- The Augusta Chronicle - Monday, April 8, 2013

Nick Faldo doubts he’ll ever play in the Masters Tour­nament again.

“Probably not,” the three-time winner at Augusta Na­tional Golf Club (1989, 1990 and 1996) said this week.

The former No. 1-ranked player, now 55, stopped playing in the Masters after the 2006 tournament, turning his full attention to his budding golf broadcasting career. He shot 79-74 and missed the cut on the 10th anniversary of his third Masters title.

Six months later, Faldo signed a multiyear deal to be the golf analyst for CBS, which broadcasts the Masters and other PGA Tour events.

It was unprecedented for a former Masters champion at that age – Faldo was 49 at the time – to stop competing at Augusta National. He had played in the Masters 23 times and ended with a streak of 19 in a row.

Faldo doesn’t plan to play in the next few years, and he won’t be one of those former champions who plays a “farewell” Masters in his golden years. Predictably, they shoot high scores in the first two rounds and miss the cut by a mile.

“I can’t see that,” Faldo said. “I couldn’t let myself go and shoot any number. It’s just not me. … If I keep my nose clean and keep my job at CBS, I’m quite happy to be here and doing that.”

Faldo believes he could play in the Masters and still call the tournament for CBS later in the day.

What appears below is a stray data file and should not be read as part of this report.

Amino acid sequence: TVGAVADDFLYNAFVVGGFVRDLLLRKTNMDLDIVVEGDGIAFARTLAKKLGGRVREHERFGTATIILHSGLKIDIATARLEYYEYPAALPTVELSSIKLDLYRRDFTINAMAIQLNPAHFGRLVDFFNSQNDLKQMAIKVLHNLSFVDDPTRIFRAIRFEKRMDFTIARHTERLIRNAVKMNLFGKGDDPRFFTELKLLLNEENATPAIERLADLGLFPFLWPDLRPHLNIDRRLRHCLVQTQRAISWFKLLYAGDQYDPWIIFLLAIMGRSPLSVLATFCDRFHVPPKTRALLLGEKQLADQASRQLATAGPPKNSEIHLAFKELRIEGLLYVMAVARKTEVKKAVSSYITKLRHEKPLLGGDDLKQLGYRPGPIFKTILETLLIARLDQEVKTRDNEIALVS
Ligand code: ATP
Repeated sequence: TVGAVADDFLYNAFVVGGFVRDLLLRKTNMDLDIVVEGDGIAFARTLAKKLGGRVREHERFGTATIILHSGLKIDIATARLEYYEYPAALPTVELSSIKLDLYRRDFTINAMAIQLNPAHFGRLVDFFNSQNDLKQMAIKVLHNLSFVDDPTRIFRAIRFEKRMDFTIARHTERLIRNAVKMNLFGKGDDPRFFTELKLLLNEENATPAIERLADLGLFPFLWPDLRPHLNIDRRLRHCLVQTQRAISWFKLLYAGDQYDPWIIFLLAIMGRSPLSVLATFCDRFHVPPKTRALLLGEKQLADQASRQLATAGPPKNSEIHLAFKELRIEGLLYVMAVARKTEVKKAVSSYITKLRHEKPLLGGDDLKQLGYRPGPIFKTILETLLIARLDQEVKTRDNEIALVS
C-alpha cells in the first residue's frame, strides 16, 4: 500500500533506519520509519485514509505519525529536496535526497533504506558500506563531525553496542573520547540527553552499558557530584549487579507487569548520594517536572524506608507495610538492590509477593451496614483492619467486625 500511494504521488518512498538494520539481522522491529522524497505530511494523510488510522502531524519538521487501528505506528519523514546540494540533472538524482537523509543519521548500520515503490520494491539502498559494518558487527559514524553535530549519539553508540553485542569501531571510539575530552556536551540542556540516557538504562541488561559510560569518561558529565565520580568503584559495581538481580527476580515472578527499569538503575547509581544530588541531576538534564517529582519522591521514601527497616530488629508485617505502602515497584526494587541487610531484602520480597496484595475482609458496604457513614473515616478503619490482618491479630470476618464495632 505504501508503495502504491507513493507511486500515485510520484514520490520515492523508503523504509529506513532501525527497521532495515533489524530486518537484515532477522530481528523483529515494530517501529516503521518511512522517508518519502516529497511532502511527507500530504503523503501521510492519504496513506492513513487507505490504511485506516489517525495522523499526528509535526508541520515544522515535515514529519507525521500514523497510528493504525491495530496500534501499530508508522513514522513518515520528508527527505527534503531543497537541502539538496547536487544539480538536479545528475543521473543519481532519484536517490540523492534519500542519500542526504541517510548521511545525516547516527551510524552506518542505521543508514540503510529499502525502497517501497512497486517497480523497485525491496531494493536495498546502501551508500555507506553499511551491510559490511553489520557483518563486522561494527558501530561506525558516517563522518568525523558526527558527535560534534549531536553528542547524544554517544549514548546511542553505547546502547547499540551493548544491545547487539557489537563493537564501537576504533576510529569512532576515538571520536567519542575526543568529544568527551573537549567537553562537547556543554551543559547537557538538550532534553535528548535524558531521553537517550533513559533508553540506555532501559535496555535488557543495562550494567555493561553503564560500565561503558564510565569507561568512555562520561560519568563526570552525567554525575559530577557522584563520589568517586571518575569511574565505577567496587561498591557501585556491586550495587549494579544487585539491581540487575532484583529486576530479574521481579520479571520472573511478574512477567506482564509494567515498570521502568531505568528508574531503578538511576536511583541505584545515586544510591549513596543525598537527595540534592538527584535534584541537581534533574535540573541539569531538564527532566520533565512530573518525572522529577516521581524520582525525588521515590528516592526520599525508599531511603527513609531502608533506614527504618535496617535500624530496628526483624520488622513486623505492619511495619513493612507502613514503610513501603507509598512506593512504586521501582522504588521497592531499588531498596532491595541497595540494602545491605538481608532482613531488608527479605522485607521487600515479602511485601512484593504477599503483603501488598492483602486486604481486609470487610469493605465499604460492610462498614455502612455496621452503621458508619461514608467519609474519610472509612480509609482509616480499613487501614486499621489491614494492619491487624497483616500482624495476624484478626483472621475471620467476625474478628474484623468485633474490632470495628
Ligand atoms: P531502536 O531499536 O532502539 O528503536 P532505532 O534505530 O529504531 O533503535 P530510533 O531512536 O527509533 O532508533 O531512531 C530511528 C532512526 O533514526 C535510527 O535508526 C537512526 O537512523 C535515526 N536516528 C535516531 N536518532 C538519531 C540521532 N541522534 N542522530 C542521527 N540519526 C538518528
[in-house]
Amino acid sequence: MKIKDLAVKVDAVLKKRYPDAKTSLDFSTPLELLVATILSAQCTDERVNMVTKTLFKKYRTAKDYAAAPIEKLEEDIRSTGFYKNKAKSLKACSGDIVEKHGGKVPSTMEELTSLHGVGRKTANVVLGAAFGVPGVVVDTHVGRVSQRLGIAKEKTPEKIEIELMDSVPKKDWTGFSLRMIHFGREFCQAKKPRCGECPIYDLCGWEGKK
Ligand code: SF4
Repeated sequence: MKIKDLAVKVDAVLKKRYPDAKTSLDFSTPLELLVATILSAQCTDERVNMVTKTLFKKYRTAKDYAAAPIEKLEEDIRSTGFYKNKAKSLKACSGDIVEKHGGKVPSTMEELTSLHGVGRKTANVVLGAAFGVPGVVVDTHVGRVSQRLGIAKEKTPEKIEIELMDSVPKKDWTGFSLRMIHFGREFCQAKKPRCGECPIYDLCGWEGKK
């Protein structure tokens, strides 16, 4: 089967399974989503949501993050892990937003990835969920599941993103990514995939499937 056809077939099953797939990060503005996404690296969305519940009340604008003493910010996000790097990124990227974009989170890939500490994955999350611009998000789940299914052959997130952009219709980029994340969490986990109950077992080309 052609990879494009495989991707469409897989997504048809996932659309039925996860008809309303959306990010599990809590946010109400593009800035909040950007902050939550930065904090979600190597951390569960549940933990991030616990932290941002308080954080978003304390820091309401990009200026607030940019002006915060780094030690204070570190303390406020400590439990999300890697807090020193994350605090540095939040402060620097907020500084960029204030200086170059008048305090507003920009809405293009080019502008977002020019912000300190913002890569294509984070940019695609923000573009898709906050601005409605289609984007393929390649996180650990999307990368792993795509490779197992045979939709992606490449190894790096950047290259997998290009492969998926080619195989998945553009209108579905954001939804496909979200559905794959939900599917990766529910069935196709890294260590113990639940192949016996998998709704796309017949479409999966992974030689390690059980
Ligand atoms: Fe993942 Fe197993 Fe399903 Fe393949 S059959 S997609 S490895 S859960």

“I could have, if I spoke very nicely” to Sean Mc­Manus, the chairman of CBS Sports, Faldo said.

But his time as a competitive golfer has passed, he said, and he’s fine with that.

“I’m not in this era; I don’t hit the ball far enough,” he said. “I don’t even play and practice 1 percent of what I used to do. It’s no way to gear up, so you have to forget all of that. I’ve had my day, I’ve had my era.

“I’m doing a lot of cool, wonderful things business-wise and family-wise, so I haven’t got the inclination to go and grind mentally or physically,” Faldo said. “I know how I’ve got to work.”

Age isn’t helping matters, he said.

“Like all athletes, you can’t throw it and jump it and sprint it as you get older; it all grinds to a nasty halt,” he said with a laugh.

When Faldo was winning 46 events worldwide, including three British Opens to go with his three green jackets, he was not the most popular playing partner, choosing to focus on his game rather than chatting it up.

The next generation of Eng­lish players, many of whom grew up admiring Fal­do, would love to play with him, especially in the Masters.

“I’d like to see him play one more time,” Justin Rose said. “That way I get a practice round with him and get some tips. He hung his clubs up quite early, I thought Nick did. I’m sure he misses the game and that competitive side. He’ll only do it if he’s fit and able and certainly capable of making the cut at the worst.”

As a former champion, Fal­do has become very visible at Augusta National on the Sundays before the Masters. He plays a practice round, usually with his son Matthew, as he did this year.

Faldo could play in the Monday, Tuesday and Wednesday public practice rounds, but he declines.

“I don’t need to be out there just walking and whacking it,” Faldo said.

For now, fans and players wishing to see Faldo on the course at Augusta National will have to settle for his appearance in Wednesday’s Par-3 Contest, where he will play with 14-year-old Masters rookie Tianlang Guan.

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